Video of satellite shoot-down


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Message boards : Science (non-SETI) : Video of satellite shoot-down

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Profile Scarecrow
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Message 716707 - Posted: 22 Feb 2008, 4:00:54 UTC


Spy Satellite Blast Caught On Tape (wired.com)

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Message 716714 - Posted: 22 Feb 2008, 4:11:50 UTC

Thanks Scarecrow. It's very interesting to me how we have the ability to make a few calculations and be able to hit a tiny little satelite orbiting around the Earth at such high speeds.
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Message 716758 - Posted: 22 Feb 2008, 5:49:44 UTC

You know, the more I think about it, that wasn't a satellite, it was an $80,000,000 duck.

I imagine shooting it down was about like duck hunting, you just had to lead it a little bit more.
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Message 716978 - Posted: 22 Feb 2008, 18:35:44 UTC

First China and now the US. When does Russia shoot one down and go for the trifecta?
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Message 717018 - Posted: 22 Feb 2008, 20:04:16 UTC

I couldn't find anything, but did they use a bomb to blow up the satellite, or did they just depend on impact? What was the impact (relative) velocity? Maybe all this is classified. Thanks.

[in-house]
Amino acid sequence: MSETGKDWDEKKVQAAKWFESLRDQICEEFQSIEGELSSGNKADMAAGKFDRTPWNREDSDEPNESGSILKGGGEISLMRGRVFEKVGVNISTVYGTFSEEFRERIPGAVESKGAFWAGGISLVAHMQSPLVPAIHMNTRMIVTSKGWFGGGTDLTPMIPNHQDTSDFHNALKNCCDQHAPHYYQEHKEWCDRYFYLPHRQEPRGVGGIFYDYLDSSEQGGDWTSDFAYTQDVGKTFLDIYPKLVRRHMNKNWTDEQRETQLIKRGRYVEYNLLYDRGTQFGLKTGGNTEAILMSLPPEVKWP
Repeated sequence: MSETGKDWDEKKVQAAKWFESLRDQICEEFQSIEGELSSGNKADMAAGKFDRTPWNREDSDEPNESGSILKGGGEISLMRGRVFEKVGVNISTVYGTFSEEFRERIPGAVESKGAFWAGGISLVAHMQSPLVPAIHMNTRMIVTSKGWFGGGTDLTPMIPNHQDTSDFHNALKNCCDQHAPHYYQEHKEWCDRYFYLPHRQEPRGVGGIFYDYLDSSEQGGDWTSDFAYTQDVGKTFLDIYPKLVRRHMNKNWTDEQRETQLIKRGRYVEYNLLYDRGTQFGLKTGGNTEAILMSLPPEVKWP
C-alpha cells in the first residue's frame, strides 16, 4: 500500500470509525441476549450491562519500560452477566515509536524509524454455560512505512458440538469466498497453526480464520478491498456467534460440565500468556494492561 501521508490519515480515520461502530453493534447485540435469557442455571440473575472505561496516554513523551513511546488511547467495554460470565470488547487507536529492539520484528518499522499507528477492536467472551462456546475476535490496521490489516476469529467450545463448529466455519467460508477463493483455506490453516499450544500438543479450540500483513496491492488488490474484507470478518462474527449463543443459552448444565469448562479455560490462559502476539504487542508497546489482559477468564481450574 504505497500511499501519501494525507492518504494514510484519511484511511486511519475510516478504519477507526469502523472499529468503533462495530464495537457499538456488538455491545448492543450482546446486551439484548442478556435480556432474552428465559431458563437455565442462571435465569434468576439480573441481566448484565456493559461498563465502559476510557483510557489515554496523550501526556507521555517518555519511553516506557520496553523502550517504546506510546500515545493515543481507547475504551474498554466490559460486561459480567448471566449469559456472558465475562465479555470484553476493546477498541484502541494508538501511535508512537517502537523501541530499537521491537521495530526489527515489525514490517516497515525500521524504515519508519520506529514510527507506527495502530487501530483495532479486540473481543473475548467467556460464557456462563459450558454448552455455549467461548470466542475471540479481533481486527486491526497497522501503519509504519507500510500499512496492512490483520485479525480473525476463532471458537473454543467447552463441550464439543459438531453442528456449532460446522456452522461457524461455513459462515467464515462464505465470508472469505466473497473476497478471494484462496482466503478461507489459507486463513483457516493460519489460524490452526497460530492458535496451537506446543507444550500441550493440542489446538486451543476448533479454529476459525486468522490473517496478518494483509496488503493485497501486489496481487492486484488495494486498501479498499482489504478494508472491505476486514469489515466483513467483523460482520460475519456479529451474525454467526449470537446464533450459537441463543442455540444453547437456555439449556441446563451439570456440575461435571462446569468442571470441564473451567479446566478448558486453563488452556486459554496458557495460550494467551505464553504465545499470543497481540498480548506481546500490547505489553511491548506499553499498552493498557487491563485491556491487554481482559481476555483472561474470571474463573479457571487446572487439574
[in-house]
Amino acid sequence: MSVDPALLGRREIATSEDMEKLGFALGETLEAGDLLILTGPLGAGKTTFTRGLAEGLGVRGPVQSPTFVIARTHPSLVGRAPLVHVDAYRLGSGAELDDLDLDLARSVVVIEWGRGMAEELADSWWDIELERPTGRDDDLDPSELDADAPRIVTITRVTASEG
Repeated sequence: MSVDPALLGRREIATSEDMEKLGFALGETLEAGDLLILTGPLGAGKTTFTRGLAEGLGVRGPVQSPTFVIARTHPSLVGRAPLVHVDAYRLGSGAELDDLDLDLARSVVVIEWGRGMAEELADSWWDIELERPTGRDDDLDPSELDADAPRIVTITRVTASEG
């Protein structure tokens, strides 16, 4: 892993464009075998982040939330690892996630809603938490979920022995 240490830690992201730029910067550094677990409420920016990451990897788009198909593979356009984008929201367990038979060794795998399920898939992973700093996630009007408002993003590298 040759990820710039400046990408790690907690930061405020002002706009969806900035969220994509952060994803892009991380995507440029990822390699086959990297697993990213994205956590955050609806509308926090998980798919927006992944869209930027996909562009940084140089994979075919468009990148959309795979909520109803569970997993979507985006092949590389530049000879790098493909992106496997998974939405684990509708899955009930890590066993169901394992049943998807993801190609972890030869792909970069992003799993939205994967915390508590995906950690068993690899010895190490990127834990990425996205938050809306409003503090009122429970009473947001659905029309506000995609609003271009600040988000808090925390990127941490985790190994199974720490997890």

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Message 717032 - Posted: 22 Feb 2008, 20:33:41 UTC - in response to Message 717018.

I couldn't find anything, but did they use a bomb to blow up the satellite, or did they just depend on impact? What was the impact (relative) velocity? Maybe all this is classified. Thanks.

They say it was purely a kinetic impact missile (think Animal House... RAMMING SPEED!). :)

Here's a little bit about it at space.com

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Message 717229 - Posted: 23 Feb 2008, 4:39:43 UTC

This is a bit of old news, but I though I would post it in case you haven't seen it yet.

The Pentagon says it is confident that a missile has destroyed the toxic fuel tank of a defunct US spy satellite.

"We're very confident that we hit the satellite. We also have a high degree of confidence that we got the tank," says Marine General James Cartwright, vice-chairman of the Joint Chiefs of Staff, adding that there is roughly a 90% chance the tank has been breached.

Cartwright says a fireball in video images of the strike, a vapour cloud that formed and indications of hydrazine in the air are all evidence.

But he says it could take another 24-48 hours to know for sure.

Debris from the satellite has already started to re-enter the atmosphere over the Atlantic and Pacific oceans but nothing larger than a football has been detected so far, he says.

The 2300 kilogram satellite was struck by an SM-3 missile fired from the USS Lake Erie northwest of Hawaii.

The strike took place 246 kilometres above the Pacific Ocean as the satellite sped through space at more than 27,000 kilometres per hour, the Pentagon reports.

The operation was the first time a sea-based missile has been used to hit a satellite, according to experts.

The US and the Soviet Union conducted anti-satellite tests in the Cold War but used other techniques.